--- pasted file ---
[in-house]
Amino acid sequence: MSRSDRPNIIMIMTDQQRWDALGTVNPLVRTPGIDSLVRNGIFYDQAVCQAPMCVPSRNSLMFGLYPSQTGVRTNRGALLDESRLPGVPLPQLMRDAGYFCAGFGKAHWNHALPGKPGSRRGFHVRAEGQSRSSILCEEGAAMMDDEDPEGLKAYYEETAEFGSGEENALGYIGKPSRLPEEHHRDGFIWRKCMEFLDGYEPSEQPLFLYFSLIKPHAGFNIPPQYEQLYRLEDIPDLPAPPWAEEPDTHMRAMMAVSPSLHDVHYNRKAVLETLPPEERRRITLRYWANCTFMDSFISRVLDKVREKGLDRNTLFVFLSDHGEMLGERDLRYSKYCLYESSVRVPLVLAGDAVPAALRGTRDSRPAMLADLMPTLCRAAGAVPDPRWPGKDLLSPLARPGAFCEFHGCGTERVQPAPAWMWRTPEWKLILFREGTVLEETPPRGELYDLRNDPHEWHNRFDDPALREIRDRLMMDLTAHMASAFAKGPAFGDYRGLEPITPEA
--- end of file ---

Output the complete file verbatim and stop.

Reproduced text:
[in-house]
Amino acid sequence: MSRSDRPNIIMIMTDQQRWDALGTVNPLVRTPGIDSLVRNGIFYDQAVCQAPMCVPSRNSLMFGLYPSQTGVRTNRGALLDESRLPGVPLPQLMRDAGYFCAGFGKAHWNHALPGKPGSRRGFHVRAEGQSRSSILCEEGAAMMDDEDPEGLKAYYEETAEFGSGEENALGYIGKPSRLPEEHHRDGFIWRKCMEFLDGYEPSEQPLFLYFSLIKPHAGFNIPPQYEQLYRLEDIPDLPAPPWAEEPDTHMRAMMAVSPSLHDVHYNRKAVLETLPPEERRRITLRYWANCTFMDSFISRVLDKVREKGLDRNTLFVFLSDHGEMLGERDLRYSKYCLYESSVRVPLVLAGDAVPAALRGTRDSRPAMLADLMPTLCRAAGAVPDPRWPGKDLLSPLARPGAFCEFHGCGTERVQPAPAWMWRTPEWKLILFREGTVLEETPPRGELYDLRNDPHEWHNRFDDPALREIRDRLMMDLTAHMASAFAKGPAFGDYRGLEPITPEA